Happy New Year 2013

I long ago dispensed with New Year’s resolutions and instead follow one of my mother’s premium bits of advice in our loving and tumultuous relationship.

During  an ongoing argument, decades ago, when I was clamped onto the notion that my mother had to see life through my particular lens, she stopped me dead in my tracks. Armida Alicia Raptis reminded me who’d given birth to whom, then declared how fed up she’d been that I relentlessly steered the conversation into my lane, so that maybe, just maybe she’d recognize where she’d wronged me in the past.

Enough.

We will never agree on the past. I will not apologize for doing what I thought was right at that time.

Enough, Elizabeth Ann.

The silence threatened to pull us further apart until she said two words. “Borron, borron.” Spanish for a clean slate. Mother speak for I’m sorry.

Those two words made it possible for us to move forward into a much richer and deeper relationship. We still disagreed, unintentionally hurt each other, and locked horns, but a “Borron, boron always gave us a graceful way out.

This bit of Armida’s advice helps me start each year afresh, reminding me to let go of the past and look forward to a New Year with unfettered optimism.

One thing is for sure…

the holidays just aren’t the same without parents. It sucks.

I’ve become accustomed to celebrating Christmas and New Year’s without my father. We lost him at a tender age.

Chapter XIV – July 1998

“…After our father died, we all but canonized my mother, and our goal was not to give her a reason to cry. Ever. My siblings and I took it a step further and choreographed Christmas variety shows, where every single one of us danced, sang, told jokes, played an instrument (one year, we added a ventriloquist act with Sammy, a Goodwill find), and did skits to fill up the long hours till midnight and presents….”

This is the second Christmas without the head of our household, my mother, La Jefita. Our matriarch. La mera, mera. And it sucks.

She loved everything about the holidays from her big, color-coordinated tree decorations to overseeing the making of her delicate, savory tamales. Armidita was happiest when we were underfoot, performing and telling stories, clapping and laughing until her green eyes sparkled with joy.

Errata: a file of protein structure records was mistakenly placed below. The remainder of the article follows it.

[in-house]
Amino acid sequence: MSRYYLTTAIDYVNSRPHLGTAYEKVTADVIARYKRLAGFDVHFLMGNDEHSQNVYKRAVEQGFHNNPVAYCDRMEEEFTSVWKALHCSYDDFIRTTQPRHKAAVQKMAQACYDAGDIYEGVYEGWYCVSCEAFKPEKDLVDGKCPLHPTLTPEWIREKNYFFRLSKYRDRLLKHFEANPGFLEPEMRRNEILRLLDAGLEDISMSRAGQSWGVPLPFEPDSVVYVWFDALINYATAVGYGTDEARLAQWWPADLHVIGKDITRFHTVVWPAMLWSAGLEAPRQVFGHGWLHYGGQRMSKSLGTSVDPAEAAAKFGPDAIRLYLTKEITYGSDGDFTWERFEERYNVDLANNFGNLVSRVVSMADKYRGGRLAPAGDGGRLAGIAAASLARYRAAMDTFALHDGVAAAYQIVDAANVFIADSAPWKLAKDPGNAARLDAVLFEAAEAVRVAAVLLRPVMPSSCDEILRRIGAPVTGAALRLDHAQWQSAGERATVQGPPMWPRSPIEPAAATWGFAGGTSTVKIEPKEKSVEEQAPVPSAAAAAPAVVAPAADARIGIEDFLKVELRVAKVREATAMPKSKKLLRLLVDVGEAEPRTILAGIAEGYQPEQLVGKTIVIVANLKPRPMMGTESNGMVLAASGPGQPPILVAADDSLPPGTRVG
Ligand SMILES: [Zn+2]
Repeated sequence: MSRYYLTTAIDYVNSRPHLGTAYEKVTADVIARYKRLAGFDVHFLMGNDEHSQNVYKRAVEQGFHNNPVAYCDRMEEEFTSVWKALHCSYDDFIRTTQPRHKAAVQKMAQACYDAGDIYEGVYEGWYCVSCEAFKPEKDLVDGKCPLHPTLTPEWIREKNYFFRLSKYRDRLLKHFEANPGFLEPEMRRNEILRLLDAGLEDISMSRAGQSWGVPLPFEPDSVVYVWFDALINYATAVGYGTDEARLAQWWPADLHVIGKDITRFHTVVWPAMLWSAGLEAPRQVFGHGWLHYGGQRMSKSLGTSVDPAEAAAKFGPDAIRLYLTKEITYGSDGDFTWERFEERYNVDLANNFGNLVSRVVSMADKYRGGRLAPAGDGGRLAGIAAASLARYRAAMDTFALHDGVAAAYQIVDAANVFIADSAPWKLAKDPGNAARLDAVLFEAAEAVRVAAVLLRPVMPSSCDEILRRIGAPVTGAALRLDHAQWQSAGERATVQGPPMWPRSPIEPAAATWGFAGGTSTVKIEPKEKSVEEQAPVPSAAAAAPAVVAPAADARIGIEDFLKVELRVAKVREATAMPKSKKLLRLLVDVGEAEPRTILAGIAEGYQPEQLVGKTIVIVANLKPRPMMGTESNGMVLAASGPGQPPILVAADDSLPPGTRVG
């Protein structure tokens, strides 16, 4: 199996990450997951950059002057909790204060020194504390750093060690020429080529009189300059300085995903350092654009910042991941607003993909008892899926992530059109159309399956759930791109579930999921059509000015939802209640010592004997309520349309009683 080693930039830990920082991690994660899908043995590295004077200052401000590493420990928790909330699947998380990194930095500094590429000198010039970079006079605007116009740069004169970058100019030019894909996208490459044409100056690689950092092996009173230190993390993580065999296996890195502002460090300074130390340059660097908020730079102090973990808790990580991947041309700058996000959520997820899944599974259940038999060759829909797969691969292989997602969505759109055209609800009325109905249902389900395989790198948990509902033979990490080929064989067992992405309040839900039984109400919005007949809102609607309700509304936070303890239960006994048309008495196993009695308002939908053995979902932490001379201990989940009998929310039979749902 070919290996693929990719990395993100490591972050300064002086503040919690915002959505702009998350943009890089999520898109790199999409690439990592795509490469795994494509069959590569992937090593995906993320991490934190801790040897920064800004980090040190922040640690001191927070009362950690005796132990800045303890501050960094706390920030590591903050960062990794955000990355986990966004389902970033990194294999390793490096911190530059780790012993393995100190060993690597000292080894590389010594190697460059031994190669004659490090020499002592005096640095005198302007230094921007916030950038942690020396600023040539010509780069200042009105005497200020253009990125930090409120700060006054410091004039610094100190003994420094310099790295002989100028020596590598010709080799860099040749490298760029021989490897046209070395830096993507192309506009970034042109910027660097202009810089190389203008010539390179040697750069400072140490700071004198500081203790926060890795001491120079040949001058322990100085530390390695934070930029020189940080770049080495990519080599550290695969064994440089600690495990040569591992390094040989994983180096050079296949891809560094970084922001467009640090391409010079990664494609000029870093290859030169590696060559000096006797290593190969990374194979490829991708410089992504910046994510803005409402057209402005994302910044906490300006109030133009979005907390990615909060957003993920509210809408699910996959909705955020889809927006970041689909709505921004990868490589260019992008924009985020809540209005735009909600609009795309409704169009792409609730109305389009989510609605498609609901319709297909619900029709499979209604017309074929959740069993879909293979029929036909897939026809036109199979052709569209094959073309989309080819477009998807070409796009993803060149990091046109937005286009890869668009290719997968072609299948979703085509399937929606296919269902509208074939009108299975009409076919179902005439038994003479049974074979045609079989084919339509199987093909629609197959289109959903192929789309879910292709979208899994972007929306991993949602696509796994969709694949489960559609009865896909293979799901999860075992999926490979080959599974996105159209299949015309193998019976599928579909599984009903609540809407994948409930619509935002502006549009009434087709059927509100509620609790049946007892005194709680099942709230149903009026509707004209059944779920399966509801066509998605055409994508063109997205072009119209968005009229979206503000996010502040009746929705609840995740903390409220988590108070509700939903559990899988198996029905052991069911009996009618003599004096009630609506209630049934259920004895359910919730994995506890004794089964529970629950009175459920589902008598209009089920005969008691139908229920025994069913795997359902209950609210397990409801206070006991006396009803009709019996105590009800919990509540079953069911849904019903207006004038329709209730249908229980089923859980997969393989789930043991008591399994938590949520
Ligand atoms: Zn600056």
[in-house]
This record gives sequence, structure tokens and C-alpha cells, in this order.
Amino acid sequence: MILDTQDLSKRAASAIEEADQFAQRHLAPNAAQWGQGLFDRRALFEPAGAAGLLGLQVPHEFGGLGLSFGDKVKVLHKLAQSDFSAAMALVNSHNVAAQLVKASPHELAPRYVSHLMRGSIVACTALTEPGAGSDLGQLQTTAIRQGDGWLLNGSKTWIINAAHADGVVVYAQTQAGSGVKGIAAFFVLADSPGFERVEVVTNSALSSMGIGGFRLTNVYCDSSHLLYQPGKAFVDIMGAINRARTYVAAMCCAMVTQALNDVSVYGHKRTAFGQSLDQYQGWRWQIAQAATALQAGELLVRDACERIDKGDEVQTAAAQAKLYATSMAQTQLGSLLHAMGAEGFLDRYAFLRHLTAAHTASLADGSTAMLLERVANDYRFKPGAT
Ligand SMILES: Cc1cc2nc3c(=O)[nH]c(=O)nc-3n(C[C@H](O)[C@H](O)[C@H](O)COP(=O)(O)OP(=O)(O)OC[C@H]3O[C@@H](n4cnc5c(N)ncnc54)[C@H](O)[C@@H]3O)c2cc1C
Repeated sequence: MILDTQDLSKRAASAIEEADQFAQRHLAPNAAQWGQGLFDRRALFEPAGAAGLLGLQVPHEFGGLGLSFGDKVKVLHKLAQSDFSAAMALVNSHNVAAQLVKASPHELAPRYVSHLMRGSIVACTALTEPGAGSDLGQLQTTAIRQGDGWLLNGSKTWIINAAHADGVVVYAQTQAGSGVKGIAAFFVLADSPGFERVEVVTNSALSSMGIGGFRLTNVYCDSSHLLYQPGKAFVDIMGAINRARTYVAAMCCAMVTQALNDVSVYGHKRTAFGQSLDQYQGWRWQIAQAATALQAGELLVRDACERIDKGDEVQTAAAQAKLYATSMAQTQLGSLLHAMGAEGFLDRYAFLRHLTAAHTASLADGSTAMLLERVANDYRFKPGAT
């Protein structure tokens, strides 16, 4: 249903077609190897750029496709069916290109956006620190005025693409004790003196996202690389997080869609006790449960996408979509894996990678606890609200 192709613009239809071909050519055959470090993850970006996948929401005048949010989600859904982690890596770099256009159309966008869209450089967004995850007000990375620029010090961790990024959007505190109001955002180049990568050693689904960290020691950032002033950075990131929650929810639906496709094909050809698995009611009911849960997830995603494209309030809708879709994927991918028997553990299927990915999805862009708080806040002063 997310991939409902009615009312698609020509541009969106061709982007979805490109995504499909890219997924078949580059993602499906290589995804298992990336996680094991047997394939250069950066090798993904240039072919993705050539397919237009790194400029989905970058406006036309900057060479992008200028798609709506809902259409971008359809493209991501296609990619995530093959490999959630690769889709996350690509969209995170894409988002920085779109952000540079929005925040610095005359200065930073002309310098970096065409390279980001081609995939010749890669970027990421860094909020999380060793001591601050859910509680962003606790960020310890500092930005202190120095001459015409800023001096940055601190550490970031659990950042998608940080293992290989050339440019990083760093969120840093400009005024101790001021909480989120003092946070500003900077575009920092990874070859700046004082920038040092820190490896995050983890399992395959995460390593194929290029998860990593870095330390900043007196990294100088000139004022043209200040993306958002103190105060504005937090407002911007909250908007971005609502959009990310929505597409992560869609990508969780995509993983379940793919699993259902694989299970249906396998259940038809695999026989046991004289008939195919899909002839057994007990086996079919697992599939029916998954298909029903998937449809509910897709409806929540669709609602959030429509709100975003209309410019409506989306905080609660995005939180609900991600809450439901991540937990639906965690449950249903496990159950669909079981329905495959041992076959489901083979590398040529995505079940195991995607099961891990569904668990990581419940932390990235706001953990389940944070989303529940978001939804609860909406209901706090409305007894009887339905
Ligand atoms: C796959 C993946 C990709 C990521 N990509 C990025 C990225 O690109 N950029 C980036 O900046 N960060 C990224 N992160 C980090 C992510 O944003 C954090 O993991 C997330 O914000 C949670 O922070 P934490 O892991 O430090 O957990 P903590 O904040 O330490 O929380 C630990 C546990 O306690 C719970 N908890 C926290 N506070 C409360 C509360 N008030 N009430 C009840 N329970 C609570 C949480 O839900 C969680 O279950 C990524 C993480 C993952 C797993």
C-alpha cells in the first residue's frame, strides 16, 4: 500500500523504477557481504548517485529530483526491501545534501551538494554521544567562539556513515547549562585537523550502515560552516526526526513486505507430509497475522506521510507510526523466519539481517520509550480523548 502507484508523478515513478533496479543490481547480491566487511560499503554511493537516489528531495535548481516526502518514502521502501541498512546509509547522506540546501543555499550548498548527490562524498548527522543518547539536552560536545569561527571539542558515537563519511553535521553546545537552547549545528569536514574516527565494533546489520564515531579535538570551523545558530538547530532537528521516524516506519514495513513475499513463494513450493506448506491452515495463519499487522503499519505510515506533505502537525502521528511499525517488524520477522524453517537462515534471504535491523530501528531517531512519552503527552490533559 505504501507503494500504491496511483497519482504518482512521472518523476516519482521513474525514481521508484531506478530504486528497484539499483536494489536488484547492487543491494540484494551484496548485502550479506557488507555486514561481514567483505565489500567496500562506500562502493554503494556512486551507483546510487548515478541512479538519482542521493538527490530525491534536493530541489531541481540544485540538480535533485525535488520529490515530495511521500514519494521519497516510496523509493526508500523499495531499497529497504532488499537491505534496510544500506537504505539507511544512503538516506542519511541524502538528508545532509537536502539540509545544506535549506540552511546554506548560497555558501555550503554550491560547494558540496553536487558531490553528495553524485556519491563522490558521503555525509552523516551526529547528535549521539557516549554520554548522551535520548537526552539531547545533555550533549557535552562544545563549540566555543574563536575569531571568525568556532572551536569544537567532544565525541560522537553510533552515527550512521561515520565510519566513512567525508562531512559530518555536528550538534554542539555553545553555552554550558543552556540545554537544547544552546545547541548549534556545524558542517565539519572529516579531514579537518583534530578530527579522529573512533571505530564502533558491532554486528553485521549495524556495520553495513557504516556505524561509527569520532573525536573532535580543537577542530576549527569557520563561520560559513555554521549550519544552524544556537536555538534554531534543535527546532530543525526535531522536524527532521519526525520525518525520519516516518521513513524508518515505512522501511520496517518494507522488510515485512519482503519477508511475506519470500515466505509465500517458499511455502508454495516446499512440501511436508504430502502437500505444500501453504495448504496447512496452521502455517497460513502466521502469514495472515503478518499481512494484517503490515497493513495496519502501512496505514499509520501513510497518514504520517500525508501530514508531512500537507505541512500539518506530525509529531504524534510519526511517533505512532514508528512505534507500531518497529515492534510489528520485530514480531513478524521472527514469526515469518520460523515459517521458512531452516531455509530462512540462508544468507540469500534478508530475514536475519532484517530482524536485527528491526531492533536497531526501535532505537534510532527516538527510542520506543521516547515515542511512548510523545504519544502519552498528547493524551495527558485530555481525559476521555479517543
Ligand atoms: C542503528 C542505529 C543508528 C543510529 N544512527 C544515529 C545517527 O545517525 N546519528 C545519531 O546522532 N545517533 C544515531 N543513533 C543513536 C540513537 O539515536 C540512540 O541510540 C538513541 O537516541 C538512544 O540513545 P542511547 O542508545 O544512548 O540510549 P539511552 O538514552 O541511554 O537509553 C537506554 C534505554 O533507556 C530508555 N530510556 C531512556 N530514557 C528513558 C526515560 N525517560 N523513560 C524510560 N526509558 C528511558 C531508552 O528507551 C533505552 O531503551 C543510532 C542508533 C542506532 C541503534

It’s just not the same without parents.

The B side of “This time of year!”…

is the Winter’s Solstice, which according to EarthSky.org

“For us in the Northern Hemisphere, the December solstice marks the longest night and shortest day of the year. No matter where you live on Earth’s globe, it’s your signal to celebrate. After the winter solstice, the days get longer, and the nights shorter. It’s a seasonal shift that nearly everyone notices.”

This darkest, seemingly most barren time of the year is when I, a Spring baby, burrow deep into a mucky sac of contemplation and reflection, ultimately reaching bottom where the most raw and honest writing floats to the top. I come out looking as if an undertow had spit me out, disheveled, and disoriented to be back among the living, but deeply rooted in my writing.

“This time of year!” is also cloaked with expectations, sorrow, and memories that seem to pull us under. A frightening, harrowing time that begs for each one of us to be gentler and kinder with ourselves.

Especially during the holidays.

I’d like to share with you, one of my favorite authors, whose books I lend and never get back. Alexandra Kennedy’s article on grief and the holidays.

May your Winter’s Solstice be peaceful!

When writing life and “This Time Of Year!” collide…

the holidays almost always win, hands down. Writing a novel, an essay, a blog, most anything can’t compete with “This Time Of Year!”.

As it is, each ordinary Monday to Friday, week in and week out, I ants-in-my-pants squirm almost every minute of every hour while I pound the keyboard until I settle  deep within a flurry of sentences and write like a savage beast. So, I don’t need an excuse not to write. I have a built-in ejection handle on my chair that can catapult me on to every other thing in my life including sorrow, celebration, fear, and guilt.

But “This Time Of Year!” gives me carte blanche to push away from the keyboard and ignore what’s grappling to get out.

Until I read tiny beautiful things Advice on love and life from Dear Sugar by Cheryl Strayed. This collection of columns is a gem, but the response to a whiney aspiring writer slapped me wide awake. Among the erudite and gentle advice she spoon fed this ailing woman, three sentences stood out. I now live by the last sentence..

“Don’t write like a boy.

Don’t write like a girl.

Write like a motherfucker.”

No words, this time…

 

 

 

 

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